East Tennessee Outdoors: Tennessee Black Bears – Part 1

Published 6:00 am Friday, July 12, 2019

May 2000. Glenda Bradley was hiking along the Pigeon River Trail near Elkmont, Tennessee.

Her ex-husband was with her this day and he had left the trail to fish the Pigeon River.

She had planned on making a day of it and had brought sandwiches and drinks in her pack. Suddenly, a female black bear and a cub stood in front of her on the trail.

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The bears charged.

No one heard her screams and no one came and stopped the attack. The bears killed her, moved her body into a safe place and ate a portion of her.

Later, the bears would be found hovering over the body, and both bears would be killed.

The sandwiches in her pack were not touched. It was the first time in recorded history that a female black bear saw a human as prey and had attacked and eaten its victim.

April 2006. Elora Petrasek and her two children took a short hike to a waterfall near Chattanooga, Tennessee.

They made it to the waterfall when a large male black bear attacked them. The bear grabbed her two-year-old son and tried to drag the child off.

When the mother grabbed a stick and beat the bear on the head, the bear dropped the child and attacked Elora, severely wounding her. Her little boy escaped, and the bear turned and ran into the undergrowth.

What Elora didn’t know was that her 7-year-old daughter had hidden in the undergrowth when the attack started.

The bear found the little girl, killed her and carried her to a safer place to eat her.

When searchers found her body, the large male bear was standing over the body, guarding its kill.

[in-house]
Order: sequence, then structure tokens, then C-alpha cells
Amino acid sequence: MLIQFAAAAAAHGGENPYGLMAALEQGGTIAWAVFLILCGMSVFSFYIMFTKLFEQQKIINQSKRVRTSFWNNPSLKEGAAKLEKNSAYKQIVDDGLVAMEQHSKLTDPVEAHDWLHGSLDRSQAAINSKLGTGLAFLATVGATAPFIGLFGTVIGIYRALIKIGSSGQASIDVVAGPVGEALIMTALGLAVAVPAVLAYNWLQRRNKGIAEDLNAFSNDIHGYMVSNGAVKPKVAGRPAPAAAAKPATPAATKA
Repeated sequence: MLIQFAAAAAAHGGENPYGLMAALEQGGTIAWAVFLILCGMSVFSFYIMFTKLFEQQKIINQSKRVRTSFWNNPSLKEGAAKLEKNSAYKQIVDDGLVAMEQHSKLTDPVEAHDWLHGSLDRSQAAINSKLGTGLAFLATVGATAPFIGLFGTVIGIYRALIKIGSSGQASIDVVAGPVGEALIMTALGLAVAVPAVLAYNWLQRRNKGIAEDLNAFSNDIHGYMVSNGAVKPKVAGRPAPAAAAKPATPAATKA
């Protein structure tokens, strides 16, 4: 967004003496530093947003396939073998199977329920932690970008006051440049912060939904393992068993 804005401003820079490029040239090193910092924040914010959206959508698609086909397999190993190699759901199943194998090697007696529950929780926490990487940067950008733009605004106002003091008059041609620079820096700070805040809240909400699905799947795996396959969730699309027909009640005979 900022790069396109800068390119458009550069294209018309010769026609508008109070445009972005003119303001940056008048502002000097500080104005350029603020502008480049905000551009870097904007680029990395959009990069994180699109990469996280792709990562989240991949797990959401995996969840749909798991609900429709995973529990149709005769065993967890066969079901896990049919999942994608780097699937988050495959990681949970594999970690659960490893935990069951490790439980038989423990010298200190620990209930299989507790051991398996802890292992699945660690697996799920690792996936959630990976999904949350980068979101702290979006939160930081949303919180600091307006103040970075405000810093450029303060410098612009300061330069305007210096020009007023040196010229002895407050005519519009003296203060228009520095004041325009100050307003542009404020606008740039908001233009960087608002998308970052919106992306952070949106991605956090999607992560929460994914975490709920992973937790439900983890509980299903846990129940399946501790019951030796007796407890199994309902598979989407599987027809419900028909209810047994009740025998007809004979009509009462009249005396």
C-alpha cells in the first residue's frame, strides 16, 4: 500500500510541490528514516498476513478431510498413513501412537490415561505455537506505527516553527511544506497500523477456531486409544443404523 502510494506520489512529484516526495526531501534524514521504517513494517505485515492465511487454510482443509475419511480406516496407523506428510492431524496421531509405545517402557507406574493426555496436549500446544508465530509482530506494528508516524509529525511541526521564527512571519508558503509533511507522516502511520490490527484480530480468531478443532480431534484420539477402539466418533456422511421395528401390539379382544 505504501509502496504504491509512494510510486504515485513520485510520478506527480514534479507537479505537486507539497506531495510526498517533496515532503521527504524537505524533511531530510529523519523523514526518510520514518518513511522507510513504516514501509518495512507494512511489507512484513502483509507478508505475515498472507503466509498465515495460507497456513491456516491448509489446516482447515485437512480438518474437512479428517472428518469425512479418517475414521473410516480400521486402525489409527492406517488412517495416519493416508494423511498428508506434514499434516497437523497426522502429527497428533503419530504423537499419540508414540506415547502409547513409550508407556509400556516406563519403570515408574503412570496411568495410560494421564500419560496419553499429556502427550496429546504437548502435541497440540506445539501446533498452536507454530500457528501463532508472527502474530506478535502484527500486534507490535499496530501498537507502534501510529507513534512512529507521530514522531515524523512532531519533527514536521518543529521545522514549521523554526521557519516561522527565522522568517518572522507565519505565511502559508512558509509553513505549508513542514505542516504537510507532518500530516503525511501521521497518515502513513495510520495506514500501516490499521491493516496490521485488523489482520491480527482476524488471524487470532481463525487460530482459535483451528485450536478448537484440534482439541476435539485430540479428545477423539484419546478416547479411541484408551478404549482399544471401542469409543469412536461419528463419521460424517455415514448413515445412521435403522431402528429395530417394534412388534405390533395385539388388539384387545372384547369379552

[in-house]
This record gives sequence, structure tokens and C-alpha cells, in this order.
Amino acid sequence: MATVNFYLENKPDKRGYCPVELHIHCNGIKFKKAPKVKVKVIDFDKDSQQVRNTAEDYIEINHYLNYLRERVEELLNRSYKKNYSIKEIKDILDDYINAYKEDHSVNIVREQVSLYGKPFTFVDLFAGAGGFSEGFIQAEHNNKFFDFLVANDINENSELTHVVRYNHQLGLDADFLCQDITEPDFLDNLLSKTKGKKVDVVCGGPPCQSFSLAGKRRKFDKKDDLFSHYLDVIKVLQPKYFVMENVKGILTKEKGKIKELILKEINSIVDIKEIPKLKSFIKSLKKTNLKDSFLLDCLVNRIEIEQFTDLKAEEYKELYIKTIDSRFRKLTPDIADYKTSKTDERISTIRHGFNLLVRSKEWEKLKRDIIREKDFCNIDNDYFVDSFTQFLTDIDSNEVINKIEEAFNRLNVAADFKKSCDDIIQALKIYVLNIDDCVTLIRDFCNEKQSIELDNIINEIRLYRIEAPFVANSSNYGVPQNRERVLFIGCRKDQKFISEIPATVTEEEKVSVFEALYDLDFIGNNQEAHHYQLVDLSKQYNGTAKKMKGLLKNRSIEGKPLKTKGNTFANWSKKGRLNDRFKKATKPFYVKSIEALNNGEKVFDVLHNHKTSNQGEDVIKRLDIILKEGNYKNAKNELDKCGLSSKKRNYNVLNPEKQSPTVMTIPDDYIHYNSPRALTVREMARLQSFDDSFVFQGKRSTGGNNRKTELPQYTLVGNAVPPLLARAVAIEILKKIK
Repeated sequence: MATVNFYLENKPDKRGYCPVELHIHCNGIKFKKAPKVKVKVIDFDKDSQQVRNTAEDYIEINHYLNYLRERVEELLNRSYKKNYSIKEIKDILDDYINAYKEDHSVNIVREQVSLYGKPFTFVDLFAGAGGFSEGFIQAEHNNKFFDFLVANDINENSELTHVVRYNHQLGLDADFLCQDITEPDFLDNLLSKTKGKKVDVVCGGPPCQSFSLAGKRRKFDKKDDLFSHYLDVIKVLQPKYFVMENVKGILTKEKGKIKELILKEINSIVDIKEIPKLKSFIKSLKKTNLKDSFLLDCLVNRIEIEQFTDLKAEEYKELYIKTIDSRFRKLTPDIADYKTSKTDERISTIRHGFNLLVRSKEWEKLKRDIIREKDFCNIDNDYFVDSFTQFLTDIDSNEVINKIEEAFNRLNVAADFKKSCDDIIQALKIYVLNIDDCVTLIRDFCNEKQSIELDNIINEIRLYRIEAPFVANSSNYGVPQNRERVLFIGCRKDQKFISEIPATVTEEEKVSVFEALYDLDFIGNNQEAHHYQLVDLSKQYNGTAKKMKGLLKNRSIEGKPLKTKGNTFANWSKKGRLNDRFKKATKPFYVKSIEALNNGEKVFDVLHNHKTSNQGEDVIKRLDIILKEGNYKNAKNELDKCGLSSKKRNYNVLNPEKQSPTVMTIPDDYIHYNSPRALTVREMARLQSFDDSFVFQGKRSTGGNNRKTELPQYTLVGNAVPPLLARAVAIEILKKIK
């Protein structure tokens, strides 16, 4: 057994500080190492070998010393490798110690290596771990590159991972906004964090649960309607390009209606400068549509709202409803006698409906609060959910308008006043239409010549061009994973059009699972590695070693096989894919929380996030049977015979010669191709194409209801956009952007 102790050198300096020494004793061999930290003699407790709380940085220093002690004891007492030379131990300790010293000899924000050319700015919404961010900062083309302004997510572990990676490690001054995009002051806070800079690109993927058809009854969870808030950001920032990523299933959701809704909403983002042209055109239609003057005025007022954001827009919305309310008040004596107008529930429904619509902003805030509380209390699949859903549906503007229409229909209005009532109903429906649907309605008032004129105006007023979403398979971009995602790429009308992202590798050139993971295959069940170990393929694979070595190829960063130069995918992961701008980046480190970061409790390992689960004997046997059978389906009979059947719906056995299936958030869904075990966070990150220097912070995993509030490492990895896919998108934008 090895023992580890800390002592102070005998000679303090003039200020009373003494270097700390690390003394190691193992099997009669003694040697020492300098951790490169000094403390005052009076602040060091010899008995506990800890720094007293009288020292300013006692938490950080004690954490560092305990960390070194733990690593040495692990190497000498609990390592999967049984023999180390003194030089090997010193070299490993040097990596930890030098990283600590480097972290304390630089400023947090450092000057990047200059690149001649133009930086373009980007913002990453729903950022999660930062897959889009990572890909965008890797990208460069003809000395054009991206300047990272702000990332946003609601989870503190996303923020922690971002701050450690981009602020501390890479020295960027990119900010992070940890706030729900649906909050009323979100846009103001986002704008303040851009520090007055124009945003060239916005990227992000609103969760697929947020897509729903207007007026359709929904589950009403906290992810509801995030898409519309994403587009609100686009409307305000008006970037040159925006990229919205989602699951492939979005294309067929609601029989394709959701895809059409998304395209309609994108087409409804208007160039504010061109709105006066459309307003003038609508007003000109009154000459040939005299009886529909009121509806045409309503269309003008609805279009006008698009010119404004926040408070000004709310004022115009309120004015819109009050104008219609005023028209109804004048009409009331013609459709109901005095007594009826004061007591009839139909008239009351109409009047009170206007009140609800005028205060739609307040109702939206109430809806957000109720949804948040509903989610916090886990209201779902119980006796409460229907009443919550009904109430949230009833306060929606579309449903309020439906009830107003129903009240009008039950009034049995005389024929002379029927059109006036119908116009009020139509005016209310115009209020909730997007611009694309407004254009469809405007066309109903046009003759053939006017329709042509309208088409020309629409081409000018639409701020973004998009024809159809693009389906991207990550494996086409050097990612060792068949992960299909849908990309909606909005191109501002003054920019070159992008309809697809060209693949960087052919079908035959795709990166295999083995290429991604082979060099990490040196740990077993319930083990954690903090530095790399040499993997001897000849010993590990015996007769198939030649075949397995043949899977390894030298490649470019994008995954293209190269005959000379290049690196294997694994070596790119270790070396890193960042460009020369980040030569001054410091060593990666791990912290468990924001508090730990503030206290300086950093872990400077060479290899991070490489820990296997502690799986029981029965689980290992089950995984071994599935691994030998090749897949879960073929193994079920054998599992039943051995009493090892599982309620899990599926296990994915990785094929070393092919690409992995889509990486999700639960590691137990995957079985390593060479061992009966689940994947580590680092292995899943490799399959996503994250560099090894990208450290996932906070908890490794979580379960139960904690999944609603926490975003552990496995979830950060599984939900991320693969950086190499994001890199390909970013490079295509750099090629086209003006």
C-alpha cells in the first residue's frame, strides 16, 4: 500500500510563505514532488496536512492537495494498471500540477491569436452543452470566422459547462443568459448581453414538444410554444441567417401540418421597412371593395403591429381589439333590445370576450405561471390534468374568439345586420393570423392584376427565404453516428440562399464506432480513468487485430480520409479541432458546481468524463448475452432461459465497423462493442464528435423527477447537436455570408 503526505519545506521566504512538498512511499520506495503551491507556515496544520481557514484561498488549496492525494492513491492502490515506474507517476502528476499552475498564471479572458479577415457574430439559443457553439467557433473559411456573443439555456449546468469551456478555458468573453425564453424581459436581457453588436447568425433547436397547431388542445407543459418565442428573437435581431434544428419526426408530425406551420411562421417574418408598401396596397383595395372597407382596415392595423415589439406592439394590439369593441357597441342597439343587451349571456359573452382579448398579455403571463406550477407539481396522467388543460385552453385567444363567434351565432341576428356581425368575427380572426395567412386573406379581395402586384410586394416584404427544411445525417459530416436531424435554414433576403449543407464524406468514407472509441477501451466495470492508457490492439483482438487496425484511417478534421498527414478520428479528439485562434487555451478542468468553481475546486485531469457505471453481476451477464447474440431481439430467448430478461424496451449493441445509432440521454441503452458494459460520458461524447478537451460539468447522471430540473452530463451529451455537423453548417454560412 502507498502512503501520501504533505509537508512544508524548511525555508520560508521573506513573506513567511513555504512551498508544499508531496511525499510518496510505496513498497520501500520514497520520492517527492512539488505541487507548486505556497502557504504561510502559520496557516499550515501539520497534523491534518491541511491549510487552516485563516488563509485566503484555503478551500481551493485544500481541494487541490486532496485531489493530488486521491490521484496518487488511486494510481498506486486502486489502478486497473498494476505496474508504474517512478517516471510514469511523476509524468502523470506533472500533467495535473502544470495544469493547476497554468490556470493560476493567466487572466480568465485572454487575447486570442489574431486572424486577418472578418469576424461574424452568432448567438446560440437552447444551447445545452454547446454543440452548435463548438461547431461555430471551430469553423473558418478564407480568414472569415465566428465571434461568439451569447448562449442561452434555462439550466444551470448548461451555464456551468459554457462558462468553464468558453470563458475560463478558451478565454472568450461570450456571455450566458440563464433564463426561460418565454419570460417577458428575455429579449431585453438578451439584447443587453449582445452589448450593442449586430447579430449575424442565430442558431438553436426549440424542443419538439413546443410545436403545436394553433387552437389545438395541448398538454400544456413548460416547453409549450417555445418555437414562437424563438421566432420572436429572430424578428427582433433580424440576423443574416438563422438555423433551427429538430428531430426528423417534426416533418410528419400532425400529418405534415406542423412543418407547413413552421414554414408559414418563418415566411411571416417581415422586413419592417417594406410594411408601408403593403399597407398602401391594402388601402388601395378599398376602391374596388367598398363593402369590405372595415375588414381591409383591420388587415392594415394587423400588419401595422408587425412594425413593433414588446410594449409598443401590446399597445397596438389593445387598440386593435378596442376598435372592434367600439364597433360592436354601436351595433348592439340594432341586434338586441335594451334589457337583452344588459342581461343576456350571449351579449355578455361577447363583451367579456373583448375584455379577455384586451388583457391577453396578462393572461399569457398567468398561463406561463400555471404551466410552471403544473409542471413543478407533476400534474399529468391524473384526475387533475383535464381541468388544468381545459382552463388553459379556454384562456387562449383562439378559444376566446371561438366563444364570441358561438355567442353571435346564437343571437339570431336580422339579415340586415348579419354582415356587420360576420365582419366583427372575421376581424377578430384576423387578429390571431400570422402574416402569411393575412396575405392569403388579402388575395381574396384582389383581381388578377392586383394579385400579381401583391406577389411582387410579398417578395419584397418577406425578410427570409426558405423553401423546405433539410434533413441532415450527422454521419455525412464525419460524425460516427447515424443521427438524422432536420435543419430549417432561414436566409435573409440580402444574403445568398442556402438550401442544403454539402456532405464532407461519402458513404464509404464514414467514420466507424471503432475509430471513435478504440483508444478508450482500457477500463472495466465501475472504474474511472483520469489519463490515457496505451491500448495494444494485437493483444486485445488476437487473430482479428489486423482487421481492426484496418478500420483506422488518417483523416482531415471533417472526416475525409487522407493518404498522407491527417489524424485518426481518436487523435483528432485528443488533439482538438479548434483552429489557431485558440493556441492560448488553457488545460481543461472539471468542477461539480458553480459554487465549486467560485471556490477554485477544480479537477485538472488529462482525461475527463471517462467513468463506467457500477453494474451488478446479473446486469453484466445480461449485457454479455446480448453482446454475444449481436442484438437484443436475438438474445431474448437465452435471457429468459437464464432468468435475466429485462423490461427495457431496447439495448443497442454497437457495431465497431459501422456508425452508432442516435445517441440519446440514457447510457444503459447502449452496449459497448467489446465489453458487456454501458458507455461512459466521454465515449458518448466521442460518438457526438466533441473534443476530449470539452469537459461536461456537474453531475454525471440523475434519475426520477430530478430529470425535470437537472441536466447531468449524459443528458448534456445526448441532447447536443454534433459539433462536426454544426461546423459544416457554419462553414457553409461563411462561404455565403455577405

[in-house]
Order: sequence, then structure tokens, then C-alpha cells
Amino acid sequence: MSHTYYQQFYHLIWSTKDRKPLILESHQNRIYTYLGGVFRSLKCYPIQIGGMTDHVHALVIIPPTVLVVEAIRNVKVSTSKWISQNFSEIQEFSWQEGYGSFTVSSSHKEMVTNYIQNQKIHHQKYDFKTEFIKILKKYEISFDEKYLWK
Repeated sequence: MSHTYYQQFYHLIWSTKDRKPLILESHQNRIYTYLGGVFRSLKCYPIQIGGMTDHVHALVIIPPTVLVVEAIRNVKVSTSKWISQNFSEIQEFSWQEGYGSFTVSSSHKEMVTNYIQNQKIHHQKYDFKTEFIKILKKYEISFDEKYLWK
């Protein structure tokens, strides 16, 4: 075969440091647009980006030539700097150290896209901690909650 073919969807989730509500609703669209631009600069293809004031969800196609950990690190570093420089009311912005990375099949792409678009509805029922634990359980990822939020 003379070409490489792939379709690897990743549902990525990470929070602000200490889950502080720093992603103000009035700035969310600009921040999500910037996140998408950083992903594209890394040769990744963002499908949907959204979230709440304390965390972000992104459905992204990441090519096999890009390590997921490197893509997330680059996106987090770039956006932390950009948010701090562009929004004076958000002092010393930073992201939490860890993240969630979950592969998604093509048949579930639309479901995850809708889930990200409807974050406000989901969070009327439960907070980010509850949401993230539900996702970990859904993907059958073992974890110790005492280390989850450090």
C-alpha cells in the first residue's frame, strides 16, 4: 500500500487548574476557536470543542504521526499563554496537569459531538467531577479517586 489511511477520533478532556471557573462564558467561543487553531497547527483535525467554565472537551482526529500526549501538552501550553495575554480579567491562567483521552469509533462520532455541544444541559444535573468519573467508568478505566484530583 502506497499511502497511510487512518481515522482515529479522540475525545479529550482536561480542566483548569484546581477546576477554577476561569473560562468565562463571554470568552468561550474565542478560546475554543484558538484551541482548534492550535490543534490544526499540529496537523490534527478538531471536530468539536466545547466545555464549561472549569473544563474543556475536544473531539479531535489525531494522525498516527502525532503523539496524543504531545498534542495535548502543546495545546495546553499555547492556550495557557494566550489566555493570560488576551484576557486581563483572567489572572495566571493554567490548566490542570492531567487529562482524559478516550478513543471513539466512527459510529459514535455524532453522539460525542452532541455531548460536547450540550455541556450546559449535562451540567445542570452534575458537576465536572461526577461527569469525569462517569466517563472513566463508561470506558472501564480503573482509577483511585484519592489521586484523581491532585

The bear turned and ran. After several days of tracking the bear, rangers were able to set cage traps and catch it.

He was euthanized and after a necropsy was performed, it was determined that the bear did indeed eat part of the child.

Bears. Like them or love them, they are a part of our East Tennessee mountains.

If you spend enough time in the mountains, the odds are very good that you will have an encounter with one of these apex predators.

They are there and we have to live with the idea that they may be near us as we fish, hunt, hike or picnic.

The media and cartoons have given us an image of bears as tame, cute and lovable animals. They have depicted them as warm, funny and fat. Who doesn’t love Winnie the Pooh or laugh at Yogi Bear living at Jellystone Park?

We buy stuffed bears to comfort children at night, and even use animated bears to sell toilet paper (I still haven’t figured that one out!). Bears are cute, loveable creatures that would not harm a fly. Wrong.

The bears you may encounter in the woods will simply act like the wild animals that they are.

We get into trouble when we forget this simple fact. Yes, a vast majority of bears will avoid human contact, but don’t forget that they will fight back if they are cornered, threatened, or see harm coming to their cubs. This is when bears can become deadly.

There have been only two confirmed deaths by black bears in the state of Tennessee in the last 50 years.

The above stories are those two confirmed deaths. You have a better chance of being killed by bee stings, lightning, or domesticated dogs than bears.

But there is always a chance that you will have a problem with a bear that is having a bad day.

What can you do if you come across a bear in your outdoor pursuits? How can you stay alive and avoid a mauling by one of nature’s most majestic animals?

We will tackle that question in the next East Tennessee Outdoors column.